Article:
“For me it’s about people having those conversations, particularly among the black community, saying: ‘This is what I believe – can our beliefs align?

“Are we going to be on the same page?’. It’s about the interrogation of those questions. Sometimes I believe Kayode is in a mental health situation and sometimes I believe it’s a curse.

“I don’t think you can ever fully know and that’s what’s interesting. Both explanations are true.

“I’m not trying to give answers and I never want people to think that the writer’s view is the right one.

“It’s about what the audience thinks and however they respond to the play.

“What’s important to me is to keep making the work that I want to make, that’s truthful to my voice. I’m not too fixed on what I want to create, but I do want to be proud of the body of work.”

Read more: Discover Carradine’s Cockney Sing-A-Long at Wilton’s

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Stratford: Theatre Royal Stratford East set to revive Conor McPherson’s Shining City

The play will be directed by Nadia Fall and stars Rory Keenan and Downton Abbey’s Brendan Coyle

Nadia Fall during rehearsals for Shining City
Nadia Fall during rehearsals for Shining City – image Marc Brenner

I keep joking about this, but going to the theatre really is the cheapest form of group therapy you will ever have,” said Nadia Fall. Theatre Royal Stratford East’s artistic director sounds as though she’s in a buoyant mood as I catch her on the phone while she’s striding towards a rehearsal room.

Within, the four-strong cast of the venue’s forthcoming production – Shining City – presumably await. It’s a week before the first night and, as director, Nadia is deeply immersed in the process of production.

Written by Irish playwright Conor McPherson and starring Curtis-Lee Ashqar, Brendan Coyle, Michelle Fox and Rory Keenan, the show will run from September 17 to October 23, 2021.

Nadia said: “It’s set in Dublin in the early 2000s and it’s about a recently bereaved middle-aged guy who’s not one to talk about feelings, not someone to go to a therapist, but he’s absolutely desperate.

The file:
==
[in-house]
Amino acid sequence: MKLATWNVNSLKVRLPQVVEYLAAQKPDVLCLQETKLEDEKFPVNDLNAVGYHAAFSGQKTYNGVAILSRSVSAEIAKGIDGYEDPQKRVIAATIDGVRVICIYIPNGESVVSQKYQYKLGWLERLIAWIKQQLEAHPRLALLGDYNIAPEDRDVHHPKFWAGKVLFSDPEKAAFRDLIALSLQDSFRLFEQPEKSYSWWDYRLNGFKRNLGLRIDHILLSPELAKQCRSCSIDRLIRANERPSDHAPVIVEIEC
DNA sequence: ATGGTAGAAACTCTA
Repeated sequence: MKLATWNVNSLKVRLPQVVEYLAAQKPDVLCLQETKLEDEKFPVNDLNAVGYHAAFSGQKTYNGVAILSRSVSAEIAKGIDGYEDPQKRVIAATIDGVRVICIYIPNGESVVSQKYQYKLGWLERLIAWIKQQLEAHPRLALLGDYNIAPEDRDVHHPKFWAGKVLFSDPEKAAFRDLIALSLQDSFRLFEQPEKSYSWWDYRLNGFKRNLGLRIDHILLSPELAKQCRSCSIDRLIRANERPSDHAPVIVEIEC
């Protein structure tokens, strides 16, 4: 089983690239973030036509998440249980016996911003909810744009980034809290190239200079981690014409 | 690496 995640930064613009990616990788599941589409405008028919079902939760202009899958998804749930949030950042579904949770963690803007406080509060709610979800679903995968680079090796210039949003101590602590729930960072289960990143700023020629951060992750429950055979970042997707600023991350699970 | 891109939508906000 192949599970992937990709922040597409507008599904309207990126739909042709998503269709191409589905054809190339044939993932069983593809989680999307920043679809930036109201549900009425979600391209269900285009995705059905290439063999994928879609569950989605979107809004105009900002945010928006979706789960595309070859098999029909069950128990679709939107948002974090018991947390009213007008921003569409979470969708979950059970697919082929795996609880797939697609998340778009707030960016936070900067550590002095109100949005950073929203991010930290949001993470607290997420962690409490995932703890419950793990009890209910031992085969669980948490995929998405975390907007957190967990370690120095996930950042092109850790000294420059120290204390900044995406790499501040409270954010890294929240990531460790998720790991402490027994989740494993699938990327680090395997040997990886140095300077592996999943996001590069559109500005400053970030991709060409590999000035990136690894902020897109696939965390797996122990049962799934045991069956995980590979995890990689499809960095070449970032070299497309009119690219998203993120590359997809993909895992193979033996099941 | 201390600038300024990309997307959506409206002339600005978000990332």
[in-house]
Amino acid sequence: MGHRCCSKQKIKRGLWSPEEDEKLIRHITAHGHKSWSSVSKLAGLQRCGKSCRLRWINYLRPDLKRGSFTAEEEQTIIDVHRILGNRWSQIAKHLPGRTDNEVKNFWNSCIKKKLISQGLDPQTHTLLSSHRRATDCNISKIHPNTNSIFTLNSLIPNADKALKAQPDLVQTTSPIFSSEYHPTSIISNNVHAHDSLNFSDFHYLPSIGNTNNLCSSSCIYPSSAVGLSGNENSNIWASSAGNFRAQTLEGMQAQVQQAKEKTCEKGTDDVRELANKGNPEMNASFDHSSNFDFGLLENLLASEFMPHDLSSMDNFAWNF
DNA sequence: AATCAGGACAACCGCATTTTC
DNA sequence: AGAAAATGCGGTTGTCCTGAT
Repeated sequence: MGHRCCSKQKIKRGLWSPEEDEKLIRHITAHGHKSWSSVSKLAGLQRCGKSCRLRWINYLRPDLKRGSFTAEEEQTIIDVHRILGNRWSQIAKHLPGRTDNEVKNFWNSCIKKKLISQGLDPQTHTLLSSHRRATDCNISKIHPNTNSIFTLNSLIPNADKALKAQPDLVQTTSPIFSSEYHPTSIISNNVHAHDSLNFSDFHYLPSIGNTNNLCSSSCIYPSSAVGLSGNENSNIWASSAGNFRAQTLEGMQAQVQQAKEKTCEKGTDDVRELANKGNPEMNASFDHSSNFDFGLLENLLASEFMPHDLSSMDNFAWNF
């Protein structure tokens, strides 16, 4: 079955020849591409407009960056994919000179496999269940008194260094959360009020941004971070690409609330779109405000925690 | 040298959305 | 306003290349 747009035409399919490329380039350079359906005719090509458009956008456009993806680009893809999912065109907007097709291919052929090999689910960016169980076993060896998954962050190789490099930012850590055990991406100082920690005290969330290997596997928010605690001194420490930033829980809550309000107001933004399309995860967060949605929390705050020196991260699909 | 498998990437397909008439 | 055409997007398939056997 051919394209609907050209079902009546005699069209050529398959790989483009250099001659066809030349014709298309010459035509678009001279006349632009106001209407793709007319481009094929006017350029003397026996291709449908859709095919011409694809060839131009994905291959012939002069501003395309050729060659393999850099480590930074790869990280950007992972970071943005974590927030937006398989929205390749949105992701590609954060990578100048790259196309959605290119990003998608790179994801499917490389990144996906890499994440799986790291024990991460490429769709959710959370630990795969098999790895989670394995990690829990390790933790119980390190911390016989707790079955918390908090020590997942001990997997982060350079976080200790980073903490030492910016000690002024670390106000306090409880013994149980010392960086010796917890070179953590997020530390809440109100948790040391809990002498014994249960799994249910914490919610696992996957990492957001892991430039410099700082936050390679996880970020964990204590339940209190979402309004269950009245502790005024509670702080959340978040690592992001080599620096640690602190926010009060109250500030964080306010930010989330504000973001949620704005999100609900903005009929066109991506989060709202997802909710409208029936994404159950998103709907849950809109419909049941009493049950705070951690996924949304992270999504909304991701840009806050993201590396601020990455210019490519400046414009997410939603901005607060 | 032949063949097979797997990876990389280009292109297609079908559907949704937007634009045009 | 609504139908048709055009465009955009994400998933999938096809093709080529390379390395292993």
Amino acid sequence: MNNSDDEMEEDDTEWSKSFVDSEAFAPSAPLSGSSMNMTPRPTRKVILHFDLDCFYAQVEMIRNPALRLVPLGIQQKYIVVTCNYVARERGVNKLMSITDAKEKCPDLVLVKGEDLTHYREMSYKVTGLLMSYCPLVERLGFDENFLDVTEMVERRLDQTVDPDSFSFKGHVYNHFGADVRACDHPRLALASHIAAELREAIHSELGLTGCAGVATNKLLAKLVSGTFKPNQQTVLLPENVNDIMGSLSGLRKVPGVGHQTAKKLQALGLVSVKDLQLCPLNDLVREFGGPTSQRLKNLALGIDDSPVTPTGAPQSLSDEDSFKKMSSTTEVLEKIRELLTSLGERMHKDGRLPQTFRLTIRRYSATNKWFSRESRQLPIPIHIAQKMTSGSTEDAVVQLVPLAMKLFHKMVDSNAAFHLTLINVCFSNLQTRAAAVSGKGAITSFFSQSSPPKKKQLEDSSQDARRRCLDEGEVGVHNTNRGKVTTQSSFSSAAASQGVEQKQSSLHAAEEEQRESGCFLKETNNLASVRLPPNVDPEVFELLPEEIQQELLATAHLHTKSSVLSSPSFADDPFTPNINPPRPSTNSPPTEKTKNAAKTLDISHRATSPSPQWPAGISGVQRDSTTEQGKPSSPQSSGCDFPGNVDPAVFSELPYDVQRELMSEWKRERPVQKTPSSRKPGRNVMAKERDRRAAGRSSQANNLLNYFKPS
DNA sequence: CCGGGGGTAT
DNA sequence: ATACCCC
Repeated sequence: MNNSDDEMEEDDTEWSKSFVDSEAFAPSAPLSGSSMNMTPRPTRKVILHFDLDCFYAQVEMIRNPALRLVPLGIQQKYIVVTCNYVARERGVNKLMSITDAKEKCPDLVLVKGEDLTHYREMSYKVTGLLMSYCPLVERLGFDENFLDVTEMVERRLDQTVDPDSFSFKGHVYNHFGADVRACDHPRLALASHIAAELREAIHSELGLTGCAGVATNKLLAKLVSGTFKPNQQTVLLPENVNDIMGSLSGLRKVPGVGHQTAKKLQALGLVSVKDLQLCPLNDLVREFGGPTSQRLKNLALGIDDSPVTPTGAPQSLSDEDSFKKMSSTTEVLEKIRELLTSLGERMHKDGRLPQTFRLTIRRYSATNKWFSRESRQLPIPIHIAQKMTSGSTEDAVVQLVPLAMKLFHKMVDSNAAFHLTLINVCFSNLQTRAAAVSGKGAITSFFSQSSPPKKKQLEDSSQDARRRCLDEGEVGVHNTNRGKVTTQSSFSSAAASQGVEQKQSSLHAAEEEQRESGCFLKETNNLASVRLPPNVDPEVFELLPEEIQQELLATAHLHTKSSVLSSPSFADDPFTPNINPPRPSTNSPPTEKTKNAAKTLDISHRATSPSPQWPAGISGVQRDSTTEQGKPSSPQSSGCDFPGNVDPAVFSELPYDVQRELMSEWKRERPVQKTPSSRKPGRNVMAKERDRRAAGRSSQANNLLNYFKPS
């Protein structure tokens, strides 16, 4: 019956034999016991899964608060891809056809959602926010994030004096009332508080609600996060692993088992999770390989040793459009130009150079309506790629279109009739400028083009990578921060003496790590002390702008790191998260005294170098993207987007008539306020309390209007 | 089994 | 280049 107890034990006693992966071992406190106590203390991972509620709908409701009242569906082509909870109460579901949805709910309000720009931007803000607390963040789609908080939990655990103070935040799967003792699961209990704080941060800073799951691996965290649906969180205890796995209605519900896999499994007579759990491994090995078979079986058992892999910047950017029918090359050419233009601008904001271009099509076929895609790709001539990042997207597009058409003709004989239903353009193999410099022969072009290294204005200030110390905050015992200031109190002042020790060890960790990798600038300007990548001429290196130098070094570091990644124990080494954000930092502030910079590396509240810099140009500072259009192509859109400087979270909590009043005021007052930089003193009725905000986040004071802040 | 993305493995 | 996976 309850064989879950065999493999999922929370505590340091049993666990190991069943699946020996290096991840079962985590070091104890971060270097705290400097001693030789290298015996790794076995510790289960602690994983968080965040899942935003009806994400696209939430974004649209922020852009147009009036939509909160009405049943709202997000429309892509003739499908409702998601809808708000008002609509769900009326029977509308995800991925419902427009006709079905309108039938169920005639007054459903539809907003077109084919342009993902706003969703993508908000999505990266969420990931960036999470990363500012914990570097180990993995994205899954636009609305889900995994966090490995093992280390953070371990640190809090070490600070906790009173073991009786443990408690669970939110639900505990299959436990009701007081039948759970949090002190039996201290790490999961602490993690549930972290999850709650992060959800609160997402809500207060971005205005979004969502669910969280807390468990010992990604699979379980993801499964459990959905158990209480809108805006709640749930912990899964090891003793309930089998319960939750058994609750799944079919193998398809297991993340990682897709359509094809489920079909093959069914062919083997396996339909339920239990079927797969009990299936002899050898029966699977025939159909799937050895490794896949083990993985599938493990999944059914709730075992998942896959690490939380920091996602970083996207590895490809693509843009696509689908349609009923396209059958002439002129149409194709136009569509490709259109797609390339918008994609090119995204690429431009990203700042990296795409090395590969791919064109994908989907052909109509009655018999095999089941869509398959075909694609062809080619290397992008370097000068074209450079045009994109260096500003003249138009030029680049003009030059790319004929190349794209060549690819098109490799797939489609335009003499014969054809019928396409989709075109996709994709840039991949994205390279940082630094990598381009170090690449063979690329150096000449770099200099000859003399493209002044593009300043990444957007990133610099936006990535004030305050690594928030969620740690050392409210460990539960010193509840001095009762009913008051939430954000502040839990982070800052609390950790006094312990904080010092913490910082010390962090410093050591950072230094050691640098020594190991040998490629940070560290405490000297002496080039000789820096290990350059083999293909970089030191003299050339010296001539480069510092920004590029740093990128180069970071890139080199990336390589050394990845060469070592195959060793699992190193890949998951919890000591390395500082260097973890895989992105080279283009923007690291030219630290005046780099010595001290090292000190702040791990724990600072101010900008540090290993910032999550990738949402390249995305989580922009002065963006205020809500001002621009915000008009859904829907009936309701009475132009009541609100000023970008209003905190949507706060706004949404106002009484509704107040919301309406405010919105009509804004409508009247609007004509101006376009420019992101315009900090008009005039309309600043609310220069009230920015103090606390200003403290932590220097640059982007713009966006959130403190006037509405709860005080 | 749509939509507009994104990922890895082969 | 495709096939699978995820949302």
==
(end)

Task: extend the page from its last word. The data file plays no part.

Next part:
“He walks into this therapy session and starts to tell his story, but there’s something more to his tale – he’s having visions of his wife. So it’s an ode to Dublin, but it’s also a story about how men hold their pain and how they don’t talk about it.

“Even now we talk a lot about mental health in men and how it’s not the thing to do to express pain. The play investigates that a bit as well.”

Brendan Coyle is known for playing Mr Bates in Downton Abbey
Brendan Coyle is known for playing Mr Bates in Downton Abbey – image Marc Brenner

Coyle, best known for his role as valet Mr Bates in Downton Abbey, takes on the lead role of John. He’s also no stranger to McPherson’s work, having won an Olivier Award for his supporting role in the playwright’s hit The Weir.

“Conor’s work is very celebrated in theatre,” said Nadia. “As a fan watching the original outing of this play back in 2004, I really remember it as one of those plays that gets under your skin, it’s really ripe for revival.

“I thought there might be a whole load of people in east London who might not have seen the original production, so for them it would be a new work.

“It’s a very well crafted play that really fits in our venue – a haunting story in our old Victorian theatre.

“I wrote a love letter to Conor to say how much the play meant to me, and we were very lucky to get the rights to do it, because it’s one of those plays that half the theatres in the land would want to revive. Everybody who saw it remembers it.

“It’s a great ensemble piece and we have a genuinely Irish cast, so I feel it’s really lived-in and authentic.

“While it’s a play about grief and loss, it’s got some gallows humour in it and some really uplifting moments.

“Audiences certainly won’t leave on a downer. I really hope people will want to talk about it in the bar afterwards. 

“Conor is a master craftsman. Shining City deals with a macabre subject matter but leaves people on a thrilling high.

“I feel that people, for very different reasons, have had a really tough year with the pandemic. While the last thing I want to do is to suggest people shouldn’t talk about it, sometimes they just don’t want to, they want to be uplifted and be distracted.